Chinese grain harvest rises for the eighth consecutive year
Updated: 2011-12-03 08:03
By Zhou Siyu (China Daily)
Farmers in Shenyang, Liaoning province, with the corn they harvested in October. Food production has risen to a record high of 571 million tons this year, registering an increase of 4.5 percent year-on-year. Zhang Wenkui / for China Daily
Food output rose to a record 571 million tons
BEIJING - China achieved another bumper agricultural harvest this year, the eighth consecutive year of growth for grain output and a record for food production, said the National Bureau of Statistics in a statement released on Friday.
Agricultural experts said the bumper harvest will help ease the country's food price hikes, facilitating the government's efforts to combat the stubbornly high inflation rate.
But the experts also said that China's robust demand means the increased grain production is unlikely to check the country's growing imports, particularly for corn.
Bumper yields this year saw food output rising to a record 571 million tons, registering a 4.5 percent increase year-on-year. The production volume has already reached the government's grain output target for 2020, the bureau said.
Yields of the three major crops - rice, wheat and corn - stood at 510 million tons. Rice output increased by 2.6 percent year-on-year to 200 million tons, wheat grew by 2.4 percent year-on-year to 118 million tons, while corn jumped by 8.2 percent from last year to 192 million tons, according to official data.
Increased corn yields reflected an improvement in the country's grain-production structure, the statistics bureau said.
"The increased food production will help stabilize the prices of agricultural commodities and ease the government's effort to contain the inflation rate next year," said Hu Bingchuan, a researcher at the Rural Development Institute of the Chinese Academy of Social Sciences.
Since the beginning of the year, the government has prioritized efforts to combat high inflation. In July, the consumer price index (CPI), the major gauge of inflation, surged to a 37-month high of 6.5 percent year-on-year.
It declined to 5.5 percent in October and is expected to continue its downward trend, when figures for November are released. Food prices, especially the increased price of pork, were regarded as one of the major drivers of the surging inflation.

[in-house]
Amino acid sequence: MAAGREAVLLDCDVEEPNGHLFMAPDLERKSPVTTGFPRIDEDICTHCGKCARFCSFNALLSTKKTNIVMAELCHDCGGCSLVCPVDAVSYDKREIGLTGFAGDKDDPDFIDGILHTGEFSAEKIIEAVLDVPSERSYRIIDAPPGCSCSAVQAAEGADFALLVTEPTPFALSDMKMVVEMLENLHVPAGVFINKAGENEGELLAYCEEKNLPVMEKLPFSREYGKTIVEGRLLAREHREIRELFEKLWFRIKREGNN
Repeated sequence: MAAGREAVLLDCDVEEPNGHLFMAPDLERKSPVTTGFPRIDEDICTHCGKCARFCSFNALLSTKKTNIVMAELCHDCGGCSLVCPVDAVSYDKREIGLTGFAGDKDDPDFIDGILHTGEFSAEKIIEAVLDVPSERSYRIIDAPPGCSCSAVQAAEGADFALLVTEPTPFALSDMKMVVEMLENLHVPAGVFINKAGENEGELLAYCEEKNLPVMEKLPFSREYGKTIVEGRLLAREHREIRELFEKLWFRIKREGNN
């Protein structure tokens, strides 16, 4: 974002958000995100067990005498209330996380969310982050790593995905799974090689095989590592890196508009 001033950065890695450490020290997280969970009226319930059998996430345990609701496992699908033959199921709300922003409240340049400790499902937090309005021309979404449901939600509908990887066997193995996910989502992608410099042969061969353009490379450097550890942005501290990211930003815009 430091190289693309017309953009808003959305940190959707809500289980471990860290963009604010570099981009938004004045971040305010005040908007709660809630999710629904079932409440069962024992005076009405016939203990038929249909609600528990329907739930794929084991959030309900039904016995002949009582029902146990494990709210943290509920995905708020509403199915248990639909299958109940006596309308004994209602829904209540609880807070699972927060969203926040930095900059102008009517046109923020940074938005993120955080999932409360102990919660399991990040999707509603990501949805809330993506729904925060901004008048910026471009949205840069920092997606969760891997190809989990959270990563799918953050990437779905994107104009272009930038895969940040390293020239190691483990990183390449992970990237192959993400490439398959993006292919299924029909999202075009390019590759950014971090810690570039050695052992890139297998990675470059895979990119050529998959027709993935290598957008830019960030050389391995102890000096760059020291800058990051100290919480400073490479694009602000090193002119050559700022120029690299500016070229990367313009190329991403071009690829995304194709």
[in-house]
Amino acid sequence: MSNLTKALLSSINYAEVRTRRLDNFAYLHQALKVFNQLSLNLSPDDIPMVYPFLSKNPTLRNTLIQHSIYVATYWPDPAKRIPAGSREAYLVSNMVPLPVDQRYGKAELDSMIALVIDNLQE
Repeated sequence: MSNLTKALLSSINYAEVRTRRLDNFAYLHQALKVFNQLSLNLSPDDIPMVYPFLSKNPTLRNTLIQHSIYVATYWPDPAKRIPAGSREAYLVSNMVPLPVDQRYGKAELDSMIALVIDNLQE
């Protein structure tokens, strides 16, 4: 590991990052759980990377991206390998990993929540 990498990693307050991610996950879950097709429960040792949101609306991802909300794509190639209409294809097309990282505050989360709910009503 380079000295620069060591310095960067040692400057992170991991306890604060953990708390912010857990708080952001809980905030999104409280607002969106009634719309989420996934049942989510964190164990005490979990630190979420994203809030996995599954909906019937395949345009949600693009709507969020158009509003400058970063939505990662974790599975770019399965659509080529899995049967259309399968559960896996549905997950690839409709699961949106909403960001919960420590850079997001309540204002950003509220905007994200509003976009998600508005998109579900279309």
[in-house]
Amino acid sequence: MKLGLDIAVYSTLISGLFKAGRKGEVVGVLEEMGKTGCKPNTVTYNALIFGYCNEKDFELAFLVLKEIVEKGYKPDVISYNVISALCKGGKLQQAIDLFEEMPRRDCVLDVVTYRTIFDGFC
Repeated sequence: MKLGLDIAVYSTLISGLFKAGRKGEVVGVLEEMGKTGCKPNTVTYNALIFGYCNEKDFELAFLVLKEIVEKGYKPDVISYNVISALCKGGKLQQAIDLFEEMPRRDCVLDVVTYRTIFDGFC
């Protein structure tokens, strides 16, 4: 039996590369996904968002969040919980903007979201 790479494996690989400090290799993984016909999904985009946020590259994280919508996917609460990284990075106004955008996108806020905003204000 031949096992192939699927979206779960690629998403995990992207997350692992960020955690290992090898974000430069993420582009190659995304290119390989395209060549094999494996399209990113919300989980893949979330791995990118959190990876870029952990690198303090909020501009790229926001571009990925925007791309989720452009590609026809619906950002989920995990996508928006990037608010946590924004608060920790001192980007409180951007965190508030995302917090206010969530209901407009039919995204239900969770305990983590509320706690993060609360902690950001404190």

As the country's urbanization process deepened, Chinese families consumed more meat in their daily diet, generating extra demand for corn as animal feed.
In the meantime, industrial demand for starch and ethanol also increased, imposing upward pressure on corn imports.
Prompted by the surging demand, corn imports this year are still expected to grow, despite increased domestic production, said Ma Wenfeng, a senior analyst at Beijing Orient Agribusiness Consultant Ltd, a major agricultural consultancy.
In October, Morgan Stanley issued a report saying China is expected to import 4 million tons of corn this year, compared with last year's 1.57 million tons.
However according to Ma, the increase is unlikely to be that drastic. "I reckon this year's corn imports are likely to stand between 2 million tons and 2.5 million tons," Ma said.
Corn imports are expected to maintain a "mild and stable increase" over the next few years, said Xu Xiaoqing, director of the department for rural economic development at the Development Research Center of the State Council, one of China's top think tanks.
The country imported 645,000 tons of corn during the first nine months of this year, according to data from grain.gov.cn, a website operated by the China National Grain and Oils Information Center.
In July, China ordered 533,000 tons of corn for delivery after August from the United States, according to the US Department of Agriculture, exceeding US estimates for Chinese's corn imports for the whole year.
(China Daily 12/03/2011 page9)